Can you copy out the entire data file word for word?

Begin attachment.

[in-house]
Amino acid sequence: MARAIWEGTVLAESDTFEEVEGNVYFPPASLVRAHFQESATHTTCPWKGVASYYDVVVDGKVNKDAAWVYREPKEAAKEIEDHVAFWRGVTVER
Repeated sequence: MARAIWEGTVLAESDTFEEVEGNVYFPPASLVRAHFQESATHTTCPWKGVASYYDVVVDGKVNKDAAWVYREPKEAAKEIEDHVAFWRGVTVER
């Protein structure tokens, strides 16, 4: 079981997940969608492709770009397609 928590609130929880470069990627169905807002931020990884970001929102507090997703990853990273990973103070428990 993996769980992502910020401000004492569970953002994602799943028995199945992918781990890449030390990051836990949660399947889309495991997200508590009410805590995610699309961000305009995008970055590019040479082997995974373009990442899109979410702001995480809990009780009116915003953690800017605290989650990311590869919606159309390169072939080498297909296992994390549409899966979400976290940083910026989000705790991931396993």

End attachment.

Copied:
[in-house]
Amino acid sequence: MARAIWEGTVLAESDTFEEVEGNVYFPPASLVRAHFQESATHTTCPWKGVASYYDVVVDGKVNKDAAWVYREPKEAAKEIEDHVAFWRGVTVER
Repeated sequence: MARAIWEGTVLAESDTFEEVEGNVYFPPASLVRAHFQESATHTTCPWKGVASYYDVVVDGKVNKDAAWVYREPKEAAKEIEDHVAFWRGVTVER
């Protein structure tokens, strides 16, 4: 079981997940969608492709770009397609 928590609130929880470069990627169905807002931020990884970001929102507090997703990853990273990973103070428990 993996769980992502910020401000004492569970953002994602799943028995199945992918781990890449030390990051836990949660399947889309495991997200508590009410805590995610699309961000305009995008970055590019040479082997995974373009990442899109979410702001995480809990009780009116915003953690800017605290989650990311590869919606159309390169072939080498297909296992994390549409899966979400976290940083910026989000705790991931396993």